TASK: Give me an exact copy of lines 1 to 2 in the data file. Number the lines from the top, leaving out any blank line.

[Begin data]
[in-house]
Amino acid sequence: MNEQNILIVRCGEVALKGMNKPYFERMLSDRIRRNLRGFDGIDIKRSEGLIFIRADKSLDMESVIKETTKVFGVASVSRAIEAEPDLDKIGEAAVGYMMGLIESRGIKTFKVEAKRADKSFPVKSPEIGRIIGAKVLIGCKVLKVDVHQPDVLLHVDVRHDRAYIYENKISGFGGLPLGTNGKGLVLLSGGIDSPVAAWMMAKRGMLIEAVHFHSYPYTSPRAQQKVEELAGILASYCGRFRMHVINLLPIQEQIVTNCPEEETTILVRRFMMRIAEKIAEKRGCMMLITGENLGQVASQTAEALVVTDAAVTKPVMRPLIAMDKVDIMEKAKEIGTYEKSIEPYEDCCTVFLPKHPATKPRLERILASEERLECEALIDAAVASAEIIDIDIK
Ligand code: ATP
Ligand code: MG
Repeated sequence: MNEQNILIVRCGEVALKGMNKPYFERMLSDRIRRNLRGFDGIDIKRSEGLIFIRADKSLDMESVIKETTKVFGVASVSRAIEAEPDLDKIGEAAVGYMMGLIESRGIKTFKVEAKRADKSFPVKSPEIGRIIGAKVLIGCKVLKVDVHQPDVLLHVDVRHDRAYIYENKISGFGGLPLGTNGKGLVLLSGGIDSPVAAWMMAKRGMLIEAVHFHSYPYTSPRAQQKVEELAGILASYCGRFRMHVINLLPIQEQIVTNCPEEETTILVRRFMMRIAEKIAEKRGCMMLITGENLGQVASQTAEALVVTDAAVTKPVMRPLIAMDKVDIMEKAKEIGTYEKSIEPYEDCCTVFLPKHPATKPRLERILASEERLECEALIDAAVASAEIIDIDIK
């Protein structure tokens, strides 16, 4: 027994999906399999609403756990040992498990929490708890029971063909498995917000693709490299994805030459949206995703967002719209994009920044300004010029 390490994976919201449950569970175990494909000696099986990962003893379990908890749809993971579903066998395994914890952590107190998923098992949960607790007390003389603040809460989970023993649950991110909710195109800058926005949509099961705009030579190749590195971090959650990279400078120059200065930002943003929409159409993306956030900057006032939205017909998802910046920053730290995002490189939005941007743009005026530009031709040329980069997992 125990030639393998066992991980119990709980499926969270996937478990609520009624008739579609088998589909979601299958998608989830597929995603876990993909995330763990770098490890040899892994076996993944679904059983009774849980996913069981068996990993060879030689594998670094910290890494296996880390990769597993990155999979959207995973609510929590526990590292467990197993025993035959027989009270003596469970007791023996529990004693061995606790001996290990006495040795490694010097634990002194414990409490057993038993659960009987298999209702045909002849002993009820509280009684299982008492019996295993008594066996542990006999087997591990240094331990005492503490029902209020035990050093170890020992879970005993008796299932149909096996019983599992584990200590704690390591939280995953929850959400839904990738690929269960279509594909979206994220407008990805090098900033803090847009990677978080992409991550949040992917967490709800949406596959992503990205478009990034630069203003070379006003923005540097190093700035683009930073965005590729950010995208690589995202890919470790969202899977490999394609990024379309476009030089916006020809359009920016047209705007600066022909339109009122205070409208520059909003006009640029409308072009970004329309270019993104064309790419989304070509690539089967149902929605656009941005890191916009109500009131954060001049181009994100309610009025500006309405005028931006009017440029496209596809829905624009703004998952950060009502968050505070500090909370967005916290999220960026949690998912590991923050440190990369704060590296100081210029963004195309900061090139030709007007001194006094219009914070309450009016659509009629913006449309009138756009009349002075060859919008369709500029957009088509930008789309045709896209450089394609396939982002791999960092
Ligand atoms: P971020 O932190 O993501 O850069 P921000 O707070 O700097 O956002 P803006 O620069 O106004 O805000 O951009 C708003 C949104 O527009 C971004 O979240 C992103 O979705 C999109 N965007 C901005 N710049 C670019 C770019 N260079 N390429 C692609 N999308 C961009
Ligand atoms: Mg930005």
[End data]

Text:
[in-house]
Amino acid sequence: MNEQNILIVRCGEVALKGMNKPYFERMLSDRIRRNLRGFDGIDIKRSEGLIFIRADKSLDMESVIKETTKVFGVASVSRAIEAEPDLDKIGEAAVGYMMGLIESRGIKTFKVEAKRADKSFPVKSPEIGRIIGAKVLIGCKVLKVDVHQPDVLLHVDVRHDRAYIYENKISGFGGLPLGTNGKGLVLLSGGIDSPVAAWMMAKRGMLIEAVHFHSYPYTSPRAQQKVEELAGILASYCGRFRMHVINLLPIQEQIVTNCPEEETTILVRRFMMRIAEKIAEKRGCMMLITGENLGQVASQTAEALVVTDAAVTKPVMRPLIAMDKVDIMEKAKEIGTYEKSIEPYEDCCTVFLPKHPATKPRLERILASEERLECEALIDAAVASAEIIDIDIK